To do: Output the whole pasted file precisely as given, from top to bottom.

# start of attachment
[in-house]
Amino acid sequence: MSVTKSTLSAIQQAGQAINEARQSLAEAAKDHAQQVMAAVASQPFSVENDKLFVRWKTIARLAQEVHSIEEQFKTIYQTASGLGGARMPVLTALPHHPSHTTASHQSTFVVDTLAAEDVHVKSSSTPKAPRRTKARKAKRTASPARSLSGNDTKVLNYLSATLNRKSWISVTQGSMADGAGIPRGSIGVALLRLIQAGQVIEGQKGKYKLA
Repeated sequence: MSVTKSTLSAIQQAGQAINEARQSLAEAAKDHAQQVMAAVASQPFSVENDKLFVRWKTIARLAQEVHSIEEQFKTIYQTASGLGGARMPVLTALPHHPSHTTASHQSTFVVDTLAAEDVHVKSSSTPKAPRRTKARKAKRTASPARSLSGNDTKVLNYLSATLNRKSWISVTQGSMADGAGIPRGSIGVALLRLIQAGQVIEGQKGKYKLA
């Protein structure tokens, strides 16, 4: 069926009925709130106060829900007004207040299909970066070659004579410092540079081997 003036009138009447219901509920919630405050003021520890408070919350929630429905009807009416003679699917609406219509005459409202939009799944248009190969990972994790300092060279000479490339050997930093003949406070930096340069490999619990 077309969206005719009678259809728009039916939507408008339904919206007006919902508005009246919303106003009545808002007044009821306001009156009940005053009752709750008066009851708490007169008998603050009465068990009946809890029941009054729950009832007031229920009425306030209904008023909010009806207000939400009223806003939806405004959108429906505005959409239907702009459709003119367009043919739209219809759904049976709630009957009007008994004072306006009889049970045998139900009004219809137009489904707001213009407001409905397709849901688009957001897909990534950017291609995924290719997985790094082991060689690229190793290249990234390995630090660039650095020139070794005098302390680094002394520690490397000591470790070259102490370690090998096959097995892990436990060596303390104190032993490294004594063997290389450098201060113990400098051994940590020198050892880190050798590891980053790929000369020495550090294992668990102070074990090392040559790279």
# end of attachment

[in-house]
Amino acid sequence: MSVTKSTLSAIQQAGQAINEARQSLAEAAKDHAQQVMAAVASQPFSVENDKLFVRWKTIARLAQEVHSIEEQFKTIYQTASGLGGARMPVLTALPHHPSHTTASHQSTFVVDTLAAEDVHVKSSSTPKAPRRTKARKAKRTASPARSLSGNDTKVLNYLSATLNRKSWISVTQGSMADGAGIPRGSIGVALLRLIQAGQVIEGQKGKYKLA
Repeated sequence: MSVTKSTLSAIQQAGQAINEARQSLAEAAKDHAQQVMAAVASQPFSVENDKLFVRWKTIARLAQEVHSIEEQFKTIYQTASGLGGARMPVLTALPHHPSHTTASHQSTFVVDTLAAEDVHVKSSSTPKAPRRTKARKAKRTASPARSLSGNDTKVLNYLSATLNRKSWISVTQGSMADGAGIPRGSIGVALLRLIQAGQVIEGQKGKYKLA
């Protein structure tokens, strides 16, 4: 069926009925709130106060829900007004207040299909970066070659004579410092540079081997 003036009138009447219901509920919630405050003021520890408070919350929630429905009807009416003679699917609406219509005459409202939009799944248009190969990972994790300092060279000479490339050997930093003949406070930096340069490999619990 077309969206005719009678259809728009039916939507408008339904919206007006919902508005009246919303106003009545808002007044009821306001009156009940005053009752709750008066009851708490007169008998603050009465068990009946809890029941009054729950009832007031229920009425306030209904008023909010009806207000939400009223806003939806405004959108429906505005959409239907702009459709003119367009043919739209219809759904049976709630009957009007008994004072306006009889049970045998139900009004219809137009489904707001213009407001409905397709849901688009957001897909990534950017291609995924290719997985790094082991060689690229190793290249990234390995630090660039650095020139070794005098302390680094002394520690490397000591470790070259102490370690090998096959097995892990436990060596303390104190032993490294004594063997290389450098201060113990400098051994940590020198050892880190050798590891980053790929000369020495550090294992668990102070074990090392040559790279």